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For decades, there was a huge disconnect with traditional book publishers. More specifically, there was a communication breakdown between authors/publishers and the readers they served.
A publisher might create awareness about a new title and get it into distribution channels and bookstores. And because of that, many books sold – and some sold very well.
But if an author or publisher wanted to directly contact the people who purchased his or her latest title, they were often out of luck. The publisher generally had no idea who bought the book, and readers/fans had no direct way to connect with the author.
Hence, the disconnect.
In the digital era, many authors and publishers are hip to the importance of this relationship and take steps to remedy it. Therefore, you see a lot of books these days (in both paper and ebook formats) that encourage readers to visit the author’s website and subscribe to a mailing list.
That’s a smart move that every author and book publisher should be taking.
But, as with every good idea, there are half-hearted efforts to implement it and connect with readers, and then there are stellar ways to do it.
One example that falls in the stellar category is the book The 7-Minute Solution: Creating a Life with Meaning 7 Minutes at a Time by Allyson Lewis.
Like many books on goal setting and productivity, it suggests strategies that the author and her students have used to get more out of life. And, within the pages of The 7-Minute Solution you’ll find images of custom-made forms that can be used to track your priorities and accomplishments.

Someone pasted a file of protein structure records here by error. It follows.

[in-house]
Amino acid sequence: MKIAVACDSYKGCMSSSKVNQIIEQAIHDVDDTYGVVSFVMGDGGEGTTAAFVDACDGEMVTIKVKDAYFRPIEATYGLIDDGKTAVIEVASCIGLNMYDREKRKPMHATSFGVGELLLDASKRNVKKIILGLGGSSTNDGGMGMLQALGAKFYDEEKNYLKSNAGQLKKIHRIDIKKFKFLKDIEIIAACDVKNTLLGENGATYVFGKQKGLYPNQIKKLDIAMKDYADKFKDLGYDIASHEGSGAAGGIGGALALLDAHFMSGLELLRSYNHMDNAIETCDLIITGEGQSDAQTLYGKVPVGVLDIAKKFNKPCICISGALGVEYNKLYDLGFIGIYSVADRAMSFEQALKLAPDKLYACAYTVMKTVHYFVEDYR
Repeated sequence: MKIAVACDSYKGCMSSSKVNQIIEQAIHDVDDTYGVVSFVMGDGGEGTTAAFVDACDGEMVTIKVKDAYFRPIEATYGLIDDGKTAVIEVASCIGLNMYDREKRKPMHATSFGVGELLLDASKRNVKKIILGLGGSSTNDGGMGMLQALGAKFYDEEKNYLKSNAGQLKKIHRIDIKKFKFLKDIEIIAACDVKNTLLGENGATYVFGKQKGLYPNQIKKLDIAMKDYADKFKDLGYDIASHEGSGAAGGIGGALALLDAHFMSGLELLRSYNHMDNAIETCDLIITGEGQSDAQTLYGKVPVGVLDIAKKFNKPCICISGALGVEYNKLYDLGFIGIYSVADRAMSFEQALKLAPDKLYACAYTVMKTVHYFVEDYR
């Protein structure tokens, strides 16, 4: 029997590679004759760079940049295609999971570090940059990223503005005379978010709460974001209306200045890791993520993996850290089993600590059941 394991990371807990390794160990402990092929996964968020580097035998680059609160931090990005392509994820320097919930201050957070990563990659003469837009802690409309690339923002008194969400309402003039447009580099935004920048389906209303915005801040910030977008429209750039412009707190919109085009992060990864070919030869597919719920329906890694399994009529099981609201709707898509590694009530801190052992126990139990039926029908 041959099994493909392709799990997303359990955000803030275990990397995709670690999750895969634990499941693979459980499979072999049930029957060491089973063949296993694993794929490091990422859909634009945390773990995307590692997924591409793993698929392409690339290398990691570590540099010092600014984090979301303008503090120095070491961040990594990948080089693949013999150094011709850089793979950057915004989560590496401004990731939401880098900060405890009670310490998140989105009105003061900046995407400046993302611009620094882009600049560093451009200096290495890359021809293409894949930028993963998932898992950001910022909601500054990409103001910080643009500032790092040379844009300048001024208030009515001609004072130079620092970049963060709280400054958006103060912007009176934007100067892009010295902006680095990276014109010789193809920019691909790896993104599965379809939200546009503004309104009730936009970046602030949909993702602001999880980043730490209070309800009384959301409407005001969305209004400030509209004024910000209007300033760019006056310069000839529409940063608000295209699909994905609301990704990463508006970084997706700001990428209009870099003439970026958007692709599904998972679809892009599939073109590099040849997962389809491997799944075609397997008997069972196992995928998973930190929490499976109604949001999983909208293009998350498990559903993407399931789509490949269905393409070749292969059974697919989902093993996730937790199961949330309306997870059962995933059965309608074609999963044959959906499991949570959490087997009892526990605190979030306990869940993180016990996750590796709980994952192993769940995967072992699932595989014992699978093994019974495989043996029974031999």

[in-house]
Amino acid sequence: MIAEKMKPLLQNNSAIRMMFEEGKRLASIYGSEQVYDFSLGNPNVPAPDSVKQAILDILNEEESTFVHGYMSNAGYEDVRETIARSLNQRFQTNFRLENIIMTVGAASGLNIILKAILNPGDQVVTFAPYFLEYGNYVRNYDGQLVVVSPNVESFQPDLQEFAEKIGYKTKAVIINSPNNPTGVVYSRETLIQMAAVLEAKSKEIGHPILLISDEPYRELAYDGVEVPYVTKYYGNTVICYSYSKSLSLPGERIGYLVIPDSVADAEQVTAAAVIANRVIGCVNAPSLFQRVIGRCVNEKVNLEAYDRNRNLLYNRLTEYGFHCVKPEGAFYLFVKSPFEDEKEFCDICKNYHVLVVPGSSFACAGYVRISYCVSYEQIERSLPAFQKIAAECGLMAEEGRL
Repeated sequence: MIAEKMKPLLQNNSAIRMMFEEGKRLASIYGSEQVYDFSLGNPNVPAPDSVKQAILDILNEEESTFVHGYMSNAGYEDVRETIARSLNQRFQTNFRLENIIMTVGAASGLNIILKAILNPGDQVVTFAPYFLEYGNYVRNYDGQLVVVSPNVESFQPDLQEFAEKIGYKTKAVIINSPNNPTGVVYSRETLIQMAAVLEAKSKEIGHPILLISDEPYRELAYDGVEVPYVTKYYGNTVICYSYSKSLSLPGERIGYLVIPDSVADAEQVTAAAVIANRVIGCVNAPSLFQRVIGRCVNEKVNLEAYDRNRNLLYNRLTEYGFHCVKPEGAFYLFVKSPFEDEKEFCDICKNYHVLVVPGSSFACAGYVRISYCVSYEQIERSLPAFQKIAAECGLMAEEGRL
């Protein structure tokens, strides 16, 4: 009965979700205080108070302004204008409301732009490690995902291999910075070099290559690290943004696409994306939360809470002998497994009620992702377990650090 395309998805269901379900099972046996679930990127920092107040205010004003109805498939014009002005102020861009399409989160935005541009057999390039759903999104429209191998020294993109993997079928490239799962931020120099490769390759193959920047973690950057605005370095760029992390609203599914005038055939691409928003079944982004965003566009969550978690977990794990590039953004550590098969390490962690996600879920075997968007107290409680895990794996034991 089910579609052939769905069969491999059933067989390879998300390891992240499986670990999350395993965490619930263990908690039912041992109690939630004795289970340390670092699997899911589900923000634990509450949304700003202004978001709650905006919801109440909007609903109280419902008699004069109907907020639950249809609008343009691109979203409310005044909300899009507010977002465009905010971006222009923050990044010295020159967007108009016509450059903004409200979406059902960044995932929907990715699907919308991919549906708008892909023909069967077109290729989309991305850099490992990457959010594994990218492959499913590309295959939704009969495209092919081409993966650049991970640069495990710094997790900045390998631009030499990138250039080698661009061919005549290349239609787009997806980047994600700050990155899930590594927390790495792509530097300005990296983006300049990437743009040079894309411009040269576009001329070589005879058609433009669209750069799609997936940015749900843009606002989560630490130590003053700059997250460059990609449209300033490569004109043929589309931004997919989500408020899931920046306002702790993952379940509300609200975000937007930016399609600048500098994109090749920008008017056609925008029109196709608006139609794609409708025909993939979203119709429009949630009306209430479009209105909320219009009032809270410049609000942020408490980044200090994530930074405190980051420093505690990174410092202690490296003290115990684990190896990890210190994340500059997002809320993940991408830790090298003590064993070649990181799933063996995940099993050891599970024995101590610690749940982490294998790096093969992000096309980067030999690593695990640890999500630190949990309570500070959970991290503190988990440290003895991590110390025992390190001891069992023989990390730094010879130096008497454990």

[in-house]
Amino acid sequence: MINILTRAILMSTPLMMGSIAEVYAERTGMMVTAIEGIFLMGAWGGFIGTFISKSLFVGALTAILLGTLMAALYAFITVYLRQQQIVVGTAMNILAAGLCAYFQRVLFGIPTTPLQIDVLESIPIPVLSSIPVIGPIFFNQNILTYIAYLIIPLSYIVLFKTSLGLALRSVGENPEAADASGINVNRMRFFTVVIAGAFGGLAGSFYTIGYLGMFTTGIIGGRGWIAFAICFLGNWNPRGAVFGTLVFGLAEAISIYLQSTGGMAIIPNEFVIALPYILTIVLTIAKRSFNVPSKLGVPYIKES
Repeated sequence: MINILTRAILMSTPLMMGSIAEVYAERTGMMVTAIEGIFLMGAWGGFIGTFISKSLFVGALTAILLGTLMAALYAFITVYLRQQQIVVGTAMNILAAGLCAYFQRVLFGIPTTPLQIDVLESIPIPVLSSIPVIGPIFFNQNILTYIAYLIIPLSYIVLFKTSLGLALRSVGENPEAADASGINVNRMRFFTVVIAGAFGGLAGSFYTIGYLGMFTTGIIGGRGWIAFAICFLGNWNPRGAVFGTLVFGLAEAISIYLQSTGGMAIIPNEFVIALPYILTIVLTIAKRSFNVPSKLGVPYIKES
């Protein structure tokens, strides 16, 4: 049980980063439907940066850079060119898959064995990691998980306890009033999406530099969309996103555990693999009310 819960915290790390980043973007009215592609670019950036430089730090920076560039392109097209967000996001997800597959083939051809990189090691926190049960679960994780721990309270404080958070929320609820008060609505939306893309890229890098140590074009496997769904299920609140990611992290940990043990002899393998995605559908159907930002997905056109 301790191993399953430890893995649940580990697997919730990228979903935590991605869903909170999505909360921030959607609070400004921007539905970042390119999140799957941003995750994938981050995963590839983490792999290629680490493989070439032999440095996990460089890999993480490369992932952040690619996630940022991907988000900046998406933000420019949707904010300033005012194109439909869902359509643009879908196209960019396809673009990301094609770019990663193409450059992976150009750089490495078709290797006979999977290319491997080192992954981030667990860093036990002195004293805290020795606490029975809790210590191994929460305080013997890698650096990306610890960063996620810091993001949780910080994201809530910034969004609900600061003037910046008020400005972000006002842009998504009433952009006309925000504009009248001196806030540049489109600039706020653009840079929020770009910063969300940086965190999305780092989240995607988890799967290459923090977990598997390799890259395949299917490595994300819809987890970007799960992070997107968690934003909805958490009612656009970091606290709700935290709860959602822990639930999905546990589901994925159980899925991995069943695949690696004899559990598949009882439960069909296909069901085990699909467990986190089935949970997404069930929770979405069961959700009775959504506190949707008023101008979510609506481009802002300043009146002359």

But, of course, the forms printed in the book itself, while great representations, are not the most practical tools to use. So Lewis smartly points readers to her website to download full-page versions of the forms and other supporting resources.
And here’s where it gets interesting …
Go to the www.The7MinuteLife.com home page and you’ll find two options for accessing the forms. You can download a 14-page PDF of them absolutely free, without registering or opting into a mailing list.
Why is that smart?
Because it lowers the barrier to access, and it reduces the friction that some readers will feel when being required to submit their name and email address to get something – even if that thing is something they really want.
So Lewis gives readers most of the forms with no strings attached.
But, readers can also access a full collection of “7 Minute Member Tools,” which includes additional checklists, instructional videos and audio recordings on how to implement her system. And that requires a name and email. There is still no cost, but readers do have to “opt in” to get those goodies.
I love this two-pronged approach (and may even borrow it for one of my upcoming books 🙂 In fact, here’s a hand-drawn image to represent the flow:
Lewis delivers value for all types of readers. She offers free forms to those who are interested in her topic but not yet ready to engage with her further …
AND she offers more in-depth tools and resources for those who are ready to take a free (but slightly more involved) plunge.
And … I bet a lot of those readers who simply download the no-strings forms come back later to register for the bigger collection of tools.
All the while, Lewis is building a growing database of readers with whom she can stay in touch and build awareness and trust.
(Another smart thing she does: At the bottom of the free form pages are small ads that promote other titles in the 7-Minute Solution series.)
There’s no disconnect when your book has a built-in incentive to visit your website to access more information and download supporting tools.
Does your book have a similar incentive built in?
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